Trade talk comments from President Trump helped spur a selloff that left U.S. equities near flat on the week.
Stocks gained on Monday and Tuesday as investors continued to ride the tailwind provided by Federal Reserve Chair Jerome Powell in last week’s market-friendly press conference. The corporate earnings calendar was largely devoid of potentially market-moving names, and more than two-thirds of S&P 500 Index firms that had reported through Wednesday had topped analysts’ expectations, keeping earnings on track for a fifth straight quarter of double-digit growth.
The strong start to the week was abruptly halted on Thursday after Trump indicated he does not plan to meet Chinese President Xi Jinping ahead of the March 1 deadline when tariffs on $200 billion of Chinese goods are set to rise from 10% to 25%. “Though Presidents Trump and Xi are still expected to meet at some point, investors were rattled by the implication that a deal may be further out than what was previously thought,” said LPL Research Chief Investment Strategist John Lynch. "We expect the U.S. and China to reach a resolution soon, removing a headwind that has weighed on financial markets and overall sentiment.” Consequently, early-week gains slipped away, leaving major U.S. indexes in the red and Treasury yields lower—the benchmark 10-year note shed seven basis points—as investors moved money to the sidelines. Elsewhere, gold recovered mid-week losses to finish near flat, and oil leaked roughly 5% and weighed on the broader commodity space.
Overseas, stocks’ performance followed a similar pattern, though the drivers were different. Upbeat corporate earnings propelled the STOXX Europe 600’s early week gains, but stocks then sold off amid more disappointing economic data, particularly out of Germany, that led the European Commission to slash its growth forecasts for both the Eurozone and the broader European Union. In Asia, exchanges in mainland China were closed all week for the lunar New Year, while Japanese stocks succumbed to selling pressure in Friday’s session after holding up most of the week.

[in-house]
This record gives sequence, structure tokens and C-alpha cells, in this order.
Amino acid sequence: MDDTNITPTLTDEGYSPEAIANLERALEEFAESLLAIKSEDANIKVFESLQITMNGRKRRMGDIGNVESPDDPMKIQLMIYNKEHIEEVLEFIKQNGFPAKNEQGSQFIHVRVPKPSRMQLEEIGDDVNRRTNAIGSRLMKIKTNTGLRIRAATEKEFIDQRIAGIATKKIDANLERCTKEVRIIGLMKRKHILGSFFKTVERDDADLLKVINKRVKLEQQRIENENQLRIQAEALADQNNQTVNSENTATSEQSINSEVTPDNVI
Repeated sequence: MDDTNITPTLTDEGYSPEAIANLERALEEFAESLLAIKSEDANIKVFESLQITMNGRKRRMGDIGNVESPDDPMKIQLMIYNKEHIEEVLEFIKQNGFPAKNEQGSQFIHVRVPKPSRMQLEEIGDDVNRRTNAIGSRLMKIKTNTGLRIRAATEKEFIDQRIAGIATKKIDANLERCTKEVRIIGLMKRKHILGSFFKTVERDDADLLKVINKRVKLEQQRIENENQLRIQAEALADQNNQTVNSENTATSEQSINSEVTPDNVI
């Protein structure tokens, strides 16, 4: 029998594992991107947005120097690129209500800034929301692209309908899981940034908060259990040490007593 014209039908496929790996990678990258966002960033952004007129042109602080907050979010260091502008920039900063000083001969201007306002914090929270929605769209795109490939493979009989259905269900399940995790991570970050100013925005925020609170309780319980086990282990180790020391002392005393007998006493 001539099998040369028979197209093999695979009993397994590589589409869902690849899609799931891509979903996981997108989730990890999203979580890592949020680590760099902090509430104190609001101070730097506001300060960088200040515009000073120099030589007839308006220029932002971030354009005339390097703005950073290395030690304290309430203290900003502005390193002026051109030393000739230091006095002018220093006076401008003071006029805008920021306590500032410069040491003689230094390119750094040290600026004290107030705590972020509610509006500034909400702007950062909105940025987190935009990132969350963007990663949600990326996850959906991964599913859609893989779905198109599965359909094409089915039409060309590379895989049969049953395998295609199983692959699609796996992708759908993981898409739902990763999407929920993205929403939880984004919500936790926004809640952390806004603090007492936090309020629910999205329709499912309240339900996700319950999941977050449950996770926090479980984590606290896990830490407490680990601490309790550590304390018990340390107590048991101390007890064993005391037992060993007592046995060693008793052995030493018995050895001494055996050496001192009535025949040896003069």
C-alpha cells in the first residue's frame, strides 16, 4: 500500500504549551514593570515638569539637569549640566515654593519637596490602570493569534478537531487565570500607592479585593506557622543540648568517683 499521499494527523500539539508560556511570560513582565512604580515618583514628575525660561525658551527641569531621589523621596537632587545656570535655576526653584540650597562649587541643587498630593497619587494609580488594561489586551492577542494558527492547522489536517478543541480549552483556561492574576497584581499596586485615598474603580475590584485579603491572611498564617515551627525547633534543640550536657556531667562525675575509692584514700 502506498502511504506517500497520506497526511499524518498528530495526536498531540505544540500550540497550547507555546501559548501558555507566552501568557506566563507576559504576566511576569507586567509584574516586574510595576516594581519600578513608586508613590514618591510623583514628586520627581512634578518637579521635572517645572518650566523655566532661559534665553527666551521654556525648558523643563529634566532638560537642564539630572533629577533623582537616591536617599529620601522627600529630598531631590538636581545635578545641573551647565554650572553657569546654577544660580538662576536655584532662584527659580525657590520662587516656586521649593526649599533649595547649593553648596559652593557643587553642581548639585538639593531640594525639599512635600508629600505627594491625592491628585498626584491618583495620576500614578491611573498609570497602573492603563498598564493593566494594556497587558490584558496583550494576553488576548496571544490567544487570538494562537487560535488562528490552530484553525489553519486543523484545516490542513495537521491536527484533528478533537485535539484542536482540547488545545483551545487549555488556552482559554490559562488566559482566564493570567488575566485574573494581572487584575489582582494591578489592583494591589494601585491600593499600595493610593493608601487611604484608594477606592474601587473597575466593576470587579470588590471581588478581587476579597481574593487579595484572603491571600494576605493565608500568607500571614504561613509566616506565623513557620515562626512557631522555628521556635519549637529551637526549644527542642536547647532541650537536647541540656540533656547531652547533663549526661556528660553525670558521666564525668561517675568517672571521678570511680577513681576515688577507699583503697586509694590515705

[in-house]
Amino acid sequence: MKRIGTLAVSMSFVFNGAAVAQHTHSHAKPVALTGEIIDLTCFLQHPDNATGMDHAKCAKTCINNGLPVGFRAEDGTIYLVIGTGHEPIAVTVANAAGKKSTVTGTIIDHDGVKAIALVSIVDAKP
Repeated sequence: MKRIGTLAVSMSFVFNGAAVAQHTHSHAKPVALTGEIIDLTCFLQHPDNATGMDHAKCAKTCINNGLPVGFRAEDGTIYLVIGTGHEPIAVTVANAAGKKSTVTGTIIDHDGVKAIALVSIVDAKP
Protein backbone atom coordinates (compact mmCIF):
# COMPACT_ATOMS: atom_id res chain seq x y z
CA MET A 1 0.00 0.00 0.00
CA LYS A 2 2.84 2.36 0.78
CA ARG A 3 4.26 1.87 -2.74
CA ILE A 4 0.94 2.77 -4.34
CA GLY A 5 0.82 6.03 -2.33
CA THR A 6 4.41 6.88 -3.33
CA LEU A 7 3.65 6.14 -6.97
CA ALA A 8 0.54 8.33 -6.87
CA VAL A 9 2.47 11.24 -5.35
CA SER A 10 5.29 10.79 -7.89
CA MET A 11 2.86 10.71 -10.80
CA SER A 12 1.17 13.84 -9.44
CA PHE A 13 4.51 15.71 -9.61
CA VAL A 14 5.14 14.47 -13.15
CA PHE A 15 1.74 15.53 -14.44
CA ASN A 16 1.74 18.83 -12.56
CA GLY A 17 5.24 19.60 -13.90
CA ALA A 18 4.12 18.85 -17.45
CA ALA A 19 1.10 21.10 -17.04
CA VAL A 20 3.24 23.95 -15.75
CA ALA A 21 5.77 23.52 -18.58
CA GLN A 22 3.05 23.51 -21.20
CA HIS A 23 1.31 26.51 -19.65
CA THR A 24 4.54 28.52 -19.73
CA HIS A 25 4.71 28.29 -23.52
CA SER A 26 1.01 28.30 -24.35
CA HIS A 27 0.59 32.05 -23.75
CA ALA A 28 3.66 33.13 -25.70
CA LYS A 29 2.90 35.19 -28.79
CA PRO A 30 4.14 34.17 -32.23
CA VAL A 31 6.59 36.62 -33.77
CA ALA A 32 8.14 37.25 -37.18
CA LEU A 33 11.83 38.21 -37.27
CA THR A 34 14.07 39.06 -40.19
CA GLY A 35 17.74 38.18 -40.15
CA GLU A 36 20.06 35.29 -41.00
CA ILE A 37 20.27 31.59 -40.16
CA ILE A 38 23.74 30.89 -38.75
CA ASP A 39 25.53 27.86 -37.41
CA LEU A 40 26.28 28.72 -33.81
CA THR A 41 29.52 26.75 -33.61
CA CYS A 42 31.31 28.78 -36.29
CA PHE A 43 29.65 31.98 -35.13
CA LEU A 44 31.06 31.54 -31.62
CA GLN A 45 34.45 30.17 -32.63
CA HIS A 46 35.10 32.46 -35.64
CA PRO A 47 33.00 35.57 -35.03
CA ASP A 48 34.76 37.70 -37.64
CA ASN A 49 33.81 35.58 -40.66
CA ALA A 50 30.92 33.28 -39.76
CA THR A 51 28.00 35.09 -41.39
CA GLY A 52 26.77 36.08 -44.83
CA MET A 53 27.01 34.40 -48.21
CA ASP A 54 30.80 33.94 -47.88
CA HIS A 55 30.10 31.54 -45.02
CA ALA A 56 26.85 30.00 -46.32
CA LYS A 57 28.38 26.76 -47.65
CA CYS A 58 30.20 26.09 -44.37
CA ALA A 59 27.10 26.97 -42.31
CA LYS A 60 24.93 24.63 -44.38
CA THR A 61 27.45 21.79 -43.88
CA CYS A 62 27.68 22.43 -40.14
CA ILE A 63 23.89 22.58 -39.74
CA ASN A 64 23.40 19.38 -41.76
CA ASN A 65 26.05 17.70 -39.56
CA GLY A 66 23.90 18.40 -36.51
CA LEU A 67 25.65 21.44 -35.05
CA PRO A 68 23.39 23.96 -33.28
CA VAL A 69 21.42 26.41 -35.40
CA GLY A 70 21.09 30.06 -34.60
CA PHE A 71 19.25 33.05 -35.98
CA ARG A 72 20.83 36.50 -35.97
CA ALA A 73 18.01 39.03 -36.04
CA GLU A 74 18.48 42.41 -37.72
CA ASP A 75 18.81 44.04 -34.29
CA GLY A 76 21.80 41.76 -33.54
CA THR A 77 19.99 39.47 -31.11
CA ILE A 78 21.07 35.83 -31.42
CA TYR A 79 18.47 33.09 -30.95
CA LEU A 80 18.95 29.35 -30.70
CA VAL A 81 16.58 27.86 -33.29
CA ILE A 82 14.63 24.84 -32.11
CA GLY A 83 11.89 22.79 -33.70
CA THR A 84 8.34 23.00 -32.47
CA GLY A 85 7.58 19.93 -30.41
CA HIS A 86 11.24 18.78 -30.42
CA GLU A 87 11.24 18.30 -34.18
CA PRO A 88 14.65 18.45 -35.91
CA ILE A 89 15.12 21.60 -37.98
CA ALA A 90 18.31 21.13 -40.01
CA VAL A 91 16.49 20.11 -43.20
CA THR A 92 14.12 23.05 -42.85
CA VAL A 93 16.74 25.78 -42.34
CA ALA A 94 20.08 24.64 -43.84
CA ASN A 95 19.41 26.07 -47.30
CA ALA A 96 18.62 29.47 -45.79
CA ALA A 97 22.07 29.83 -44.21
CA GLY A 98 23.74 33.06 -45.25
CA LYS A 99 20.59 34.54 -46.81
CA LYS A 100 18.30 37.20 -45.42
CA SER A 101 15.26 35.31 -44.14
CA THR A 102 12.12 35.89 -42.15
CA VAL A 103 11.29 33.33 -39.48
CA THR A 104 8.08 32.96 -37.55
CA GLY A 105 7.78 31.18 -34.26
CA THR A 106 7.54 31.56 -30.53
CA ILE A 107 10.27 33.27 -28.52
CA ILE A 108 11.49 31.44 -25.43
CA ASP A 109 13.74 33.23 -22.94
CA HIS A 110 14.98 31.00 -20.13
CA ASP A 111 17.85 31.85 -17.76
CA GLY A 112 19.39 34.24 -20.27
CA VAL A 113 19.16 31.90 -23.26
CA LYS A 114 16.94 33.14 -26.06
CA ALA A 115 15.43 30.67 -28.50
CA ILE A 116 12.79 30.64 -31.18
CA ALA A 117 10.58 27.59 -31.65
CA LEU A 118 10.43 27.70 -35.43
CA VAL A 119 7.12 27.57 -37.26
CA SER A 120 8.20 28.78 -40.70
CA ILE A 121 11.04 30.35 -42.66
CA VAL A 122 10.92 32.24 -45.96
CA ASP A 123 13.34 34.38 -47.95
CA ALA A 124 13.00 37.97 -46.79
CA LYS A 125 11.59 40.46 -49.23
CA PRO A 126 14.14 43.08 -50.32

Another busy week of earnings lies ahead with 70 S&P 500 companies on the schedule. Sentiment gauges headline the U.S. economic docket as both the NFIB Small Business Optimism Index and University of Michigan Sentiment Index will be released. Abroad, gross domestic product reports are slated for the UK, Germany, Japan and the composite Eurozone, while import and export data from China will garner attention amid ongoing trade negotiations. Track these and other important events on our Weekly Global Economic & Policy Calendar.
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